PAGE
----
I ran into snow for the first time today. I found a nice small cabin near Duncan peak on Forest Road 43 and decided to chance it and stay on the private property. I only saw one set of tracks in the snow and they were not going through the gate (the gate also had a small tree laying across it, so I assumed no one had been in recently). It was a good place to settle down for the night.



Monday 4/15

It snowed on me last night and I had to break down my tent fairly quickly this morning and take shelter under the (convenient) cabin that I was camping near. I set off into the snow and managed to find where the Western States Trail headed off down the mountain. There was no real way to follow the trail because of 4-8 feet of snow, so I set off (with my cleats) around the side of Little Bald Mountain and used my compass and map to navigate forward. I ended up just following snow melt streams down to the canyon below because I knew that was the general direction I needed to head. I was headed to the French Meadows Reservoir and recognized that I was in the correct watershed. (For all of you Envirothoners who are reading this post, this is a practical application to learning watershed delineation and familiarizing yourself with topo maps!)


(there is no trail here by the way…)

I had to scale down some very jagged rocky areas, walk through some very spiny vegetation (similar to the modified branches of some of our pear trees), and had to ford a few streams before I finally reconnected into snowless trail. This is what you look like when you find trail that you have been looking for. Pure excitement.


Tuesday 4/16

I left French Meadows Reservoir (Lewis Campground) and walked up Forest Road 96 past a few other campgrounds. As I crossed into the Granite Chief Wilderness I had to ford another stream. Since my shoes were still dry, I ended up taking them off and crossing barefoot. YIKES! You know the water is cold when you spend 15-20 seconds crossing the stream and your feet are beet red and numb.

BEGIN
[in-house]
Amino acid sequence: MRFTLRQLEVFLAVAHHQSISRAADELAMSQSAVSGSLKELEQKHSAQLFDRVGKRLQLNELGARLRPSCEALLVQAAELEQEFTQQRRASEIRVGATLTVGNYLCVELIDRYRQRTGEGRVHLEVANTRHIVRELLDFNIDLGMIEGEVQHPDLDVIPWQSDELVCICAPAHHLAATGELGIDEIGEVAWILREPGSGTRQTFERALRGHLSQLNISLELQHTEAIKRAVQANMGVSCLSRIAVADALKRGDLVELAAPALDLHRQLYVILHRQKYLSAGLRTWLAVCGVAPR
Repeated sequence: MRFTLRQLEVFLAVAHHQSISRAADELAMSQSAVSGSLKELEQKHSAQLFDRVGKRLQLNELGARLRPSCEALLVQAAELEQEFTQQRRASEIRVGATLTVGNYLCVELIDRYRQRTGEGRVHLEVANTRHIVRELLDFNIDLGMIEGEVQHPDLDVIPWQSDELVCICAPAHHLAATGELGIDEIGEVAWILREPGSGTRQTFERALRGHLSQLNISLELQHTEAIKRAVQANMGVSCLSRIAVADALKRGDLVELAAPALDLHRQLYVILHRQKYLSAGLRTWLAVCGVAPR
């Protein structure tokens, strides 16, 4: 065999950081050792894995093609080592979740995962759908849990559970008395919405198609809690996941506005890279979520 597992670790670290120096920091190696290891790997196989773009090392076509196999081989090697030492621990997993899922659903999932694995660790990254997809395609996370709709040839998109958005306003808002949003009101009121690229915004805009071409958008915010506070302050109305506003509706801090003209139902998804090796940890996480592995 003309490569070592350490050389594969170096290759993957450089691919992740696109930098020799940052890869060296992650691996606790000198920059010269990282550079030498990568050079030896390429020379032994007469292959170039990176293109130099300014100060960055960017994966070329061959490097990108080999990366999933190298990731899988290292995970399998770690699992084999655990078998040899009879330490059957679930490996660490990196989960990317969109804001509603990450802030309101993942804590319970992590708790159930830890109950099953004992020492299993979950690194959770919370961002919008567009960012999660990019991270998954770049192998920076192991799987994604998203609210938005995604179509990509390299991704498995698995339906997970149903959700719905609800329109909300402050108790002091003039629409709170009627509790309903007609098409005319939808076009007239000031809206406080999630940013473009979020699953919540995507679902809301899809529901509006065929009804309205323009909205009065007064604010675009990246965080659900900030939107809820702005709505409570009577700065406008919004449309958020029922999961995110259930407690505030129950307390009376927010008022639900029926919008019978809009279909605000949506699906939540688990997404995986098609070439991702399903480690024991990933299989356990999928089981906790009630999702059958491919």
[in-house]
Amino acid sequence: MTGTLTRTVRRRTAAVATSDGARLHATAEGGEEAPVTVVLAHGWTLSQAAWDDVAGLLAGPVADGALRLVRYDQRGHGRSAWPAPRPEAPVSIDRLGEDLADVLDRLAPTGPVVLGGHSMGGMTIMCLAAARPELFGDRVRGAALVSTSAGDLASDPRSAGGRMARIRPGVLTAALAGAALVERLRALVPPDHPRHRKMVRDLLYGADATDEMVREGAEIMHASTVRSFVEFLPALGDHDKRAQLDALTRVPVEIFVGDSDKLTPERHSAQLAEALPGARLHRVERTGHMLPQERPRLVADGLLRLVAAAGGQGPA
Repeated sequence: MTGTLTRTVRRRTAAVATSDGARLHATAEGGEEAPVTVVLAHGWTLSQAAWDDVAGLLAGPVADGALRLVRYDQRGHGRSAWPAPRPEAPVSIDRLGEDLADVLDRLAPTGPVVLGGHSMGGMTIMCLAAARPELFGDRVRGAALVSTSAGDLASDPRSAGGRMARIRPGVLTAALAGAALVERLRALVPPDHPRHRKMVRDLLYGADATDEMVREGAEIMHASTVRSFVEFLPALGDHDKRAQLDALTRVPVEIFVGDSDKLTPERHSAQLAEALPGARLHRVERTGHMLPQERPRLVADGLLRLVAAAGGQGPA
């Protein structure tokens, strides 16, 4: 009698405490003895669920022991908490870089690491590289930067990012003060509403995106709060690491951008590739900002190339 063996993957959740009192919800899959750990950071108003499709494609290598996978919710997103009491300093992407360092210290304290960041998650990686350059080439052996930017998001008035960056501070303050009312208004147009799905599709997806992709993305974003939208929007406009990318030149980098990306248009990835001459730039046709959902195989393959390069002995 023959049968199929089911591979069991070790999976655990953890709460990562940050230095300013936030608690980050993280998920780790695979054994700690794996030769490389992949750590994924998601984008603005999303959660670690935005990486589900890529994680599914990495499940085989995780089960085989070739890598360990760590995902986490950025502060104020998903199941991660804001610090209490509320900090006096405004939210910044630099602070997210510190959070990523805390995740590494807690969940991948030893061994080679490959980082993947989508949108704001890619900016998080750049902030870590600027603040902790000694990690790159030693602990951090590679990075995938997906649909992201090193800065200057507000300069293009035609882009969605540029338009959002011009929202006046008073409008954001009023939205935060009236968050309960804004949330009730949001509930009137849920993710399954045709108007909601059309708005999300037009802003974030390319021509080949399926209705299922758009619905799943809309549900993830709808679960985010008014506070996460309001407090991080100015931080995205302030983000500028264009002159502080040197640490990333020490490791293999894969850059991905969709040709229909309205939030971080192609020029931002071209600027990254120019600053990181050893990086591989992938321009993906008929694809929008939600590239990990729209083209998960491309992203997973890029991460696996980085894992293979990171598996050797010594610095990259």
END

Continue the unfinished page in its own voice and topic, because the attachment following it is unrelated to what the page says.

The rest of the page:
I walked through the green Picayune Valley and saw two 400+ pound black bears! (Here they are cinnamon and brown). I felt privileged to see them, but I also felt a little anxious considering I only had a 2 inch blade separating me from 400 pounds of beast. I mean really, what would I have done with all that meat after I had slain a bear that size? … I’ve got jokes.

After my bear sightings, things got even more serious. I started to hit the northern slopes of some of the mountains and had to climb out of the valley. Unfortunately, there was anywhere between 5-10 feet of snow and no trail to be found. I estimated my location and set off on my own trajectory hoping to tie in to a trail on the other side of the mountain.

I can’t express how nerve-racking and challenging it was to make this final ascent. I had 1.5 hours until the sun went down, and what sunlight I had rarely broke through the snow clouds to illuminate my darkening path. I literally scaled the side of a mountain with one of the steepest slopes I have ever encountered so far. I couldn’t walk up the slope at an angle because my cleats couldn’t gain traction. I had to face directly upslope and kick my feet into the snow and ice in order to get my footing. I then had to shuffle to my right and gradually work my way up the slope, all the while digging my trekking poles in for greater stability.


Amidst pouring sweat and ice freezing in my beard, I reached the top and tried to enjoy an incredible view. I have included a photo so you can see what I was looking at.


Despite my desire to remain on that mountain top, I had less than an hour before the sun went down and I discovered that the South slope of the mountain was not green as I had predicted, but was equally snow-clad. For a few moments, I weighed my options for whether I should set up tent on the peak, or whether I should hurry down into the valley. The peak would have given me sunlight earlier and would give me distance from bears, but the valley would protect me from wind. I opted to try my luck down in the valley and hoped that I could make it to the bottom before the darkness came on. I can’t tell you how long it felt like I was debating this issue (while also trying to estimate my location and descend the mountain to hopefully put me in the right vicinity to cross the next river).



I reached the bottom and found Whiskey Creek. I saw a patch of soil under a couple trees and decided to make camp there. (The snow melts much faster under the trees because the sun melts the snow on the trees and the water melts the snow under the trees. It is a strange thing to see 4 feet of snow and then soil next to a tree. I grabbed a stick and started digging in order to make a flatter spot to ensure that I could sleep a little better that night. My make-shift camping pad ended up working out quite nicely considering the slope. To my surprise and relief, I also discovered that my small area of soil also contained remnants of the trail that I had been hoping to locate! I had a different level of peace when I went to sleep than night (knowing I was headed in the right direction).